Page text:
North Mississippi Allstars/The City Champs
November 26, 2010
Luther Dickinson walked onto the stage and grabbed the mic. He said, "Happy Thanksgiving, hometown," and the North Mississippi Allstars ripped into "All Night Long." For the next few hours, the crowd at Minglewood Hall danced the lingering tryptophan away, hoping that the party would go on as long as the song states.
Memphis Holiday shows have turned into a sort of tradition for the Allstars; be it Thanksgiving, Christmas, or New Year’s Eve, it’s a near guarantee that local fans will spend at least one of the Fall/Winter holidays with the North Mississippi Allstars.
The night started with another local act the City Champs, an instrumental trio (Joe Restivo – guitar; Al Gamble – organ; George Sluppick – drums) that represents just what Memphis is all about – soul, and they have it dripping like BBQ sauce from a wet rib.
The Champs are currently touring behind latest release, The Set-Up, and they set a high bar for the Allstars to start the evening, blazing through new tracks like "Drippy" and "Ricky’s Rant" that stand up to anything that Galactic is putting out.
The rapport between Sluppick (who used to drum for JJ Grey and Mofro), Restivo and Gamble is amazing considering how young this band is in the grand scheme of things. They’re sure to make some noise on the national scene sooner rather than later.
The Allstars haven’t toured much in 2010 – Luther’s been with the Crowes for a large chunk of the year which, for most bands, would derail any momentum.
Not the Allstars, though. This is one tight trio and they made that clear from the first notes. Maybe it was the comfort level of playing in Memphis – as Luther stated following "Down In Mississippi" – "there’s no place like home."
But, perhaps it’s that there’s renewed vigor for a band that’s been on the road since they were teenagers with very little (if any) downtime. Luther’s time with the Crowes has given the other guys a little bit of a break (not that either Cody Dickinson or Chris Chew sat on their hands but…), and for the guitarist, it’s clearly given him confidence to step out and be the front man he is destined to be. His playing was breathtakingly great.
The band was in fine spirits, and their playing reflected it – they were loose in their demeanors but tight in their delivery. Over the two sets (a novelty in itself for a band that usually plays one long set and an encore), they played as if they’d been on the road together for months, a testament to their individual skill levels and their connection as a band.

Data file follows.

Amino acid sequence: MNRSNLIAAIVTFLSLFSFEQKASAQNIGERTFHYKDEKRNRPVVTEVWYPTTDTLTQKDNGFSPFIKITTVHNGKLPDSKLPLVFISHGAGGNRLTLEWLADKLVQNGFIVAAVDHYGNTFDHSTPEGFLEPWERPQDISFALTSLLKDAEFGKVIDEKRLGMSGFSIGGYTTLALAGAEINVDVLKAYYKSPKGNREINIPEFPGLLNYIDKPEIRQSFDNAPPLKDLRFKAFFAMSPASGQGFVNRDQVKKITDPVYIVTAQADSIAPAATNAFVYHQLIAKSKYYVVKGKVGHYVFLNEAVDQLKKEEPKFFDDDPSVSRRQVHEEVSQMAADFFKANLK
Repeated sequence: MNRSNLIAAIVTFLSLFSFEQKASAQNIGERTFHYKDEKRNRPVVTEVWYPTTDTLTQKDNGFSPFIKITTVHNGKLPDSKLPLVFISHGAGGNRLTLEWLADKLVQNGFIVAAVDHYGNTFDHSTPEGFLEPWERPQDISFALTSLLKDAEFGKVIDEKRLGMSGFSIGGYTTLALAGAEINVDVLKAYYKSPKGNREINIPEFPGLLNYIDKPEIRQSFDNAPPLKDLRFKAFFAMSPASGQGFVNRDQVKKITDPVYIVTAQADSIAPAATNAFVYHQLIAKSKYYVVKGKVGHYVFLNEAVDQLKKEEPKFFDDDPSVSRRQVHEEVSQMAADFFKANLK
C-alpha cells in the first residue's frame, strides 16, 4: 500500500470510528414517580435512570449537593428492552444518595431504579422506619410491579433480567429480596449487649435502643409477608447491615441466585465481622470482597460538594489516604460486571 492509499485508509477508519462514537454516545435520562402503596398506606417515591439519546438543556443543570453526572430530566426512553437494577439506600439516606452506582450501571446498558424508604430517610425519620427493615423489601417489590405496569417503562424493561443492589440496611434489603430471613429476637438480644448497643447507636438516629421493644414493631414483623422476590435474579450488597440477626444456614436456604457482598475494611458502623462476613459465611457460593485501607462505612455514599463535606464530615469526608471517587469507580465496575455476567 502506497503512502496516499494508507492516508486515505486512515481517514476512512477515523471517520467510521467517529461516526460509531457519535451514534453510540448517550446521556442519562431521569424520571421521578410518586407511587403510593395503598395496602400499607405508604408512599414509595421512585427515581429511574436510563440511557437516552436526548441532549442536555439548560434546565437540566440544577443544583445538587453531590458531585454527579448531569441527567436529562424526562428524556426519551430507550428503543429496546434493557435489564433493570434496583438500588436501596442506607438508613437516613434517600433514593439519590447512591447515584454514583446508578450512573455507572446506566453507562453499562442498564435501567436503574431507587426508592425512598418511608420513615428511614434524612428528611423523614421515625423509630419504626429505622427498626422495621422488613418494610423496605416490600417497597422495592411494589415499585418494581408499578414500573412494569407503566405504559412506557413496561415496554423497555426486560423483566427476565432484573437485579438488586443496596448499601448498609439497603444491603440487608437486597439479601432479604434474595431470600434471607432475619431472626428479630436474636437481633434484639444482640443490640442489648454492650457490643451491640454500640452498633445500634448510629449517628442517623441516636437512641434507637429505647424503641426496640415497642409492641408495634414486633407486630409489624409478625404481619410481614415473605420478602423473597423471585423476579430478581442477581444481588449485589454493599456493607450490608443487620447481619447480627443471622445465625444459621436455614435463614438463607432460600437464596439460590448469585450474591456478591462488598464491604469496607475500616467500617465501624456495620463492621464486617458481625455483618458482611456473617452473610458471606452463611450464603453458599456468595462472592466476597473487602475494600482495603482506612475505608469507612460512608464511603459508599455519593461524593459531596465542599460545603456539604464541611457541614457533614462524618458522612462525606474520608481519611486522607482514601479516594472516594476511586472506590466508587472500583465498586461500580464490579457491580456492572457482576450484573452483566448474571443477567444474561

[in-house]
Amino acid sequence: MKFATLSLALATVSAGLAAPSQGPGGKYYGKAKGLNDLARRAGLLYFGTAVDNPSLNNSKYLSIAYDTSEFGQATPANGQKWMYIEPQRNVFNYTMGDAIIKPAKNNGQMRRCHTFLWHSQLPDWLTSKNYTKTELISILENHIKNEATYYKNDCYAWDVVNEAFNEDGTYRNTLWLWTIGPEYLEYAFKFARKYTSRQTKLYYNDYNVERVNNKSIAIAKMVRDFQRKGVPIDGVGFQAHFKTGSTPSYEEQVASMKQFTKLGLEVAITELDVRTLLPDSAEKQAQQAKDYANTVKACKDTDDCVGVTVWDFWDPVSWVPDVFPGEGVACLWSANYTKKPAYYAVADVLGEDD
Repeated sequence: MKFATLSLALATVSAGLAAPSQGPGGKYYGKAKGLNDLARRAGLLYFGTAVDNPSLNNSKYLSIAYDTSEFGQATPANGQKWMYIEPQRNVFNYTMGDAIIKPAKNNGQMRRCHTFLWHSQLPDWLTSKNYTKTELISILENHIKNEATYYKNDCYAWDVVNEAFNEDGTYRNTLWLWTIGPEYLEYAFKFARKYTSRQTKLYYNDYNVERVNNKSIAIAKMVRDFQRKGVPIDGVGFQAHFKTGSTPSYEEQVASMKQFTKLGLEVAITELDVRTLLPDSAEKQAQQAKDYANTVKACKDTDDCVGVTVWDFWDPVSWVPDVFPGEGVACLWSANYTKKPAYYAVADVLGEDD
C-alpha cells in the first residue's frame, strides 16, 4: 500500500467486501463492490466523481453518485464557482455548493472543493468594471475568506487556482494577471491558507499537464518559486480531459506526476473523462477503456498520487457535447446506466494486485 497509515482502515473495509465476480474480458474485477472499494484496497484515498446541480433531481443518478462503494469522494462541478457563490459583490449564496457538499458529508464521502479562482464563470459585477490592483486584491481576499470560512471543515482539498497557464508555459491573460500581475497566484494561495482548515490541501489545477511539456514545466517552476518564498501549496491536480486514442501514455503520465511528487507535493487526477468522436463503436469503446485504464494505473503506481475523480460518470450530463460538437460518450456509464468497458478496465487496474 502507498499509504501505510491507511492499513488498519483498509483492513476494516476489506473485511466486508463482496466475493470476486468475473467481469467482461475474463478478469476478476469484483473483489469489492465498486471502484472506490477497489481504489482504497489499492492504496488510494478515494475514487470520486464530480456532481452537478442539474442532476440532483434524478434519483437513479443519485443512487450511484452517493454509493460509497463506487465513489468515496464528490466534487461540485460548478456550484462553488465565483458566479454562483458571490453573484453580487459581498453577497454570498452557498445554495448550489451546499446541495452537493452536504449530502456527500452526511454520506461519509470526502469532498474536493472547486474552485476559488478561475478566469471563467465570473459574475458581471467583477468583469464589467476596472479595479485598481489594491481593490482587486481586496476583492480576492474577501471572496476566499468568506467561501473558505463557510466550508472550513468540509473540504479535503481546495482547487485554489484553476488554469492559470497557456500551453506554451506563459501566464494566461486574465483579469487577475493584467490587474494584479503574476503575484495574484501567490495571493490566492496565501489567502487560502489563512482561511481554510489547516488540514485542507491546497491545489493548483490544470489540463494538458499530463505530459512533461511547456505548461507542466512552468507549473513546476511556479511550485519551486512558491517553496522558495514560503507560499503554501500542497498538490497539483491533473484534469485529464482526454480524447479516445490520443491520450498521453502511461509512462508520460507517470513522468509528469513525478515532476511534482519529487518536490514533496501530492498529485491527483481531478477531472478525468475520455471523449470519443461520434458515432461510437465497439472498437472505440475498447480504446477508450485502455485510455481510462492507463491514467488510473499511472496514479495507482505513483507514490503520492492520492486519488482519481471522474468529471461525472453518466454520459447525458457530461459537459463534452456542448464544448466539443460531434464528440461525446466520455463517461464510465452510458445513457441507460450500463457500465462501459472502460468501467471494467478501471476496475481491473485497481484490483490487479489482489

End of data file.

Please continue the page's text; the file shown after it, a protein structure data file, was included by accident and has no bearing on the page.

The show itself was a winner from start to finish – the band dove deep into their catalogue, and broke out some songs that hadn’t been played very much the last few years. "Sugartown" doesn’t get nearly as much stage time as it used to, and it was phenomenal – Luther and Chew locked in with each other, each running up and down their fretboards in unison to build the song up before releasing the tension and dropping into "Po Black Maddie," which never disappoints. "Eyes," a song that the band beat the hell out of a few years back with the release of Polaris, also made a return – it used to be a setlist staple but kinda fell off the radar a little.
Like any hometown Allstars show, this one was a calvacade of guests. The City Champs’ Al Gamble spent a good chunk of the set on stage with the Allstars, and when Cody picked up his guitar on songs like "KC Jones" and "Goin’ Home," George Sluppick grabbed his drum sticks and joined in. Paul Taylor, who played bass with the Dickinsons in DDT (pre-Allstars), sat in during "On A Monday," and Garry Burnside sat in on guitar towards the end of the night – what kind of Memphis Allstars show would it be without the appearance of a Burnside or Kimbrough?
Above all, though, it was the Dickinson and Chew show. "Hear My Train A’ Comin’" was utterly monstrous, with Dickinson laying down some red-hot guitar work that would have made Hendrix proud, while his brother crushed his drum kit and Chew threw down some funky bass.
The band closed the set with "Mean ‘Ol Wind Died Down," a song that has become a vehicle of exploration for the band. By this point, it was amazing that the band had anything left in the tank, but they finished up strong.
The Allstars came out for a one song encore that had Luther and Chew seated on stools and Cody on washboard for an instrumental song that Chew called "a hillbilly jam that the band came up with during a soundcheck one night."
For a band who didn’t spend a ton of time on stage in 2010, the North Mississippi Allstars sure put on a stellar performance. With the Crowes on hiatus, Allstars fans can rest easy knowing that if there was any rust, it has been shaken off mightily, and good things are in store for 2011.